Expert Testimony in Medical Malpractice Cases

Medical malpractice claims arise when a patient receives negligent medical care. In general, the plaintiff has to show that the provider failed to conform to an established standard of care by providing expert testimony. The use of expert testimony is required because jurors normally are not skilled in the practice of medicine, and it usually is not clear to a layperson whether or not the professional breached the standard of care. Notwithstanding this requirement, expert testimony may not be required if the negligent conduct or treatment is so obvious that even a layperson can recognize it.

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Medical malpractice cases are extremely complicated because they involve a highly specialized knowledge of medicine and medical care. In a recent case, a medical malpractice claim was filed against a woman’s doctors after she died while in their care. The woman went to the emergency room at a hospital to seek medical treatment. The emergency room doctor ordered tests and diagnosed the woman with an incarcerated hernia and possible bowel obstruction, and he tried to reduce the hernia.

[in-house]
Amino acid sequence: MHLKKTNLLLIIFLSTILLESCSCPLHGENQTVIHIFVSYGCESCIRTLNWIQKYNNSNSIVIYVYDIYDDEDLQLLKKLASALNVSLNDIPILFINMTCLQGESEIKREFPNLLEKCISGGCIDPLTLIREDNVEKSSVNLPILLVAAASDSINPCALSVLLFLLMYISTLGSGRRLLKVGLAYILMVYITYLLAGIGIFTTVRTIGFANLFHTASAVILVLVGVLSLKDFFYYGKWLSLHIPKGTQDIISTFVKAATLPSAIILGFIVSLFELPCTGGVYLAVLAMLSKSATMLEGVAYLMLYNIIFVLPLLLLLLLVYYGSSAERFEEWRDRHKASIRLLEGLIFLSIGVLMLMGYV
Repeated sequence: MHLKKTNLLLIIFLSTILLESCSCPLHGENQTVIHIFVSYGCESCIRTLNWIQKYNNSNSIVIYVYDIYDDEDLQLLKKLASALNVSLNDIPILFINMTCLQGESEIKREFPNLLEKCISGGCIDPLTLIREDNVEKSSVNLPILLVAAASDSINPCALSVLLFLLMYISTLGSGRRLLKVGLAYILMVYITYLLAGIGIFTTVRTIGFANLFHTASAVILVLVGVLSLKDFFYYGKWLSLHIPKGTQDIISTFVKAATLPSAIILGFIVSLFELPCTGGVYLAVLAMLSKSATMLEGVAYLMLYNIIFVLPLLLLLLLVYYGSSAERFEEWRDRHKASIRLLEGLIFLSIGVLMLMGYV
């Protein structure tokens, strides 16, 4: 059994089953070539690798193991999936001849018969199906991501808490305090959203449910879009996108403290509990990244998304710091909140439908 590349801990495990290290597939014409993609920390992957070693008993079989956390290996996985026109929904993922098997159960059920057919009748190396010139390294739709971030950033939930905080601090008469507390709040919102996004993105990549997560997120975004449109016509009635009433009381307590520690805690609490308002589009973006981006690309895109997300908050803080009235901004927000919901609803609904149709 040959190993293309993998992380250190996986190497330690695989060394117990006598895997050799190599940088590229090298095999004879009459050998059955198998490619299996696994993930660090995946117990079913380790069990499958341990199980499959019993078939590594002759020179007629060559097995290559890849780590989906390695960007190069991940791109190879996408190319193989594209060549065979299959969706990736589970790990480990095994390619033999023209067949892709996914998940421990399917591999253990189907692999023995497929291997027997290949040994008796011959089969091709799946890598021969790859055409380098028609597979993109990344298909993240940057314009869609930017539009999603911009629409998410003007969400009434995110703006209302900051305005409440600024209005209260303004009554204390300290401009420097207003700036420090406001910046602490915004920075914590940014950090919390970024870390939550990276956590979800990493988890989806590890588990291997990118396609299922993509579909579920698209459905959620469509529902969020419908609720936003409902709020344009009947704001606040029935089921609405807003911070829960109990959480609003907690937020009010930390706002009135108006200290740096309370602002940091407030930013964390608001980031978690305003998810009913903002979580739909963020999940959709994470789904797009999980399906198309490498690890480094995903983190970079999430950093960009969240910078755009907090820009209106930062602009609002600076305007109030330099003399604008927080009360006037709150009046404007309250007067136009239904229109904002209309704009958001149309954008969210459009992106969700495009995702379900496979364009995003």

SurgeonThe ER doctor then called the woman’s primary care physician, who told him to call another surgeon. The surgeon came and reduced the woman’s hernia, and the woman was admitted to the hospital. On the following morning, the woman went into septic shock and experienced cardiac arrest, for which she was resuscitated. She then went into surgery to address a perforated bowel. The woman was then given medication for her blood pressure. Subsequently, her primary care physician switched her to a different medication. Suddenly, the woman’s blood pressure dropped, and she died.